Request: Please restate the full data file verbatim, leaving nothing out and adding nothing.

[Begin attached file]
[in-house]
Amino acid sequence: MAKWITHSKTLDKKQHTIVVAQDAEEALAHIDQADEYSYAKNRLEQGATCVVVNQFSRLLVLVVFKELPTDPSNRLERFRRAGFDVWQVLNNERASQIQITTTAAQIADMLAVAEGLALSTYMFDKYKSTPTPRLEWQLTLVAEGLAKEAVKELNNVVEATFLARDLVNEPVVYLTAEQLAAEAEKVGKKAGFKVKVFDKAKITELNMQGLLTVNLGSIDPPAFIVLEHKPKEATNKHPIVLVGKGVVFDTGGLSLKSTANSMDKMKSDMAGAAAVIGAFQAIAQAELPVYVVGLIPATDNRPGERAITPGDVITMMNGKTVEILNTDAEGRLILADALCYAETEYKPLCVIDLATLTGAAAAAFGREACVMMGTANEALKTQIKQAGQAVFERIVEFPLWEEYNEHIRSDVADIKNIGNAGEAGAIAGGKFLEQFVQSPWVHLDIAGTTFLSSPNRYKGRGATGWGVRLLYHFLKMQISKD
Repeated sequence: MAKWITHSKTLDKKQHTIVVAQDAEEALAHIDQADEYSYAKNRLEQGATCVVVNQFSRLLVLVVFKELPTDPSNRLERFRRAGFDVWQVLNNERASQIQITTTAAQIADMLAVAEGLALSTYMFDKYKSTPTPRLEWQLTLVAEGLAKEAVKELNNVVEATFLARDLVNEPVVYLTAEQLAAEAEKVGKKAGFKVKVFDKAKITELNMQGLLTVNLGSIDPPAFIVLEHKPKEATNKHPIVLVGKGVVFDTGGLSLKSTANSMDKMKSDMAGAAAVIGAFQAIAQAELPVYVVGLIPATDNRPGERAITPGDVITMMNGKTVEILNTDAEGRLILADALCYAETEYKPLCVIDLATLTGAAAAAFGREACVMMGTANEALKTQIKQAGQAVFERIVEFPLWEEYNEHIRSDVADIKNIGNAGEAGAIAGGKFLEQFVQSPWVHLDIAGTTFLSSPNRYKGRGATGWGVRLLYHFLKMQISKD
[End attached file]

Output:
[in-house]
Amino acid sequence: MAKWITHSKTLDKKQHTIVVAQDAEEALAHIDQADEYSYAKNRLEQGATCVVVNQFSRLLVLVVFKELPTDPSNRLERFRRAGFDVWQVLNNERASQIQITTTAAQIADMLAVAEGLALSTYMFDKYKSTPTPRLEWQLTLVAEGLAKEAVKELNNVVEATFLARDLVNEPVVYLTAEQLAAEAEKVGKKAGFKVKVFDKAKITELNMQGLLTVNLGSIDPPAFIVLEHKPKEATNKHPIVLVGKGVVFDTGGLSLKSTANSMDKMKSDMAGAAAVIGAFQAIAQAELPVYVVGLIPATDNRPGERAITPGDVITMMNGKTVEILNTDAEGRLILADALCYAETEYKPLCVIDLATLTGAAAAAFGREACVMMGTANEALKTQIKQAGQAVFERIVEFPLWEEYNEHIRSDVADIKNIGNAGEAGAIAGGKFLEQFVQSPWVHLDIAGTTFLSSPNRYKGRGATGWGVRLLYHFLKMQISKD
Repeated sequence: MAKWITHSKTLDKKQHTIVVAQDAEEALAHIDQADEYSYAKNRLEQGATCVVVNQFSRLLVLVVFKELPTDPSNRLERFRRAGFDVWQVLNNERASQIQITTTAAQIADMLAVAEGLALSTYMFDKYKSTPTPRLEWQLTLVAEGLAKEAVKELNNVVEATFLARDLVNEPVVYLTAEQLAAEAEKVGKKAGFKVKVFDKAKITELNMQGLLTVNLGSIDPPAFIVLEHKPKEATNKHPIVLVGKGVVFDTGGLSLKSTANSMDKMKSDMAGAAAVIGAFQAIAQAELPVYVVGLIPATDNRPGERAITPGDVITMMNGKTVEILNTDAEGRLILADALCYAETEYKPLCVIDLATLTGAAAAAFGREACVMMGTANEALKTQIKQAGQAVFERIVEFPLWEEYNEHIRSDVADIKNIGNAGEAGAIAGGKFLEQFVQSPWVHLDIAGTTFLSSPNRYKGRGATGWGVRLLYHFLKMQISKD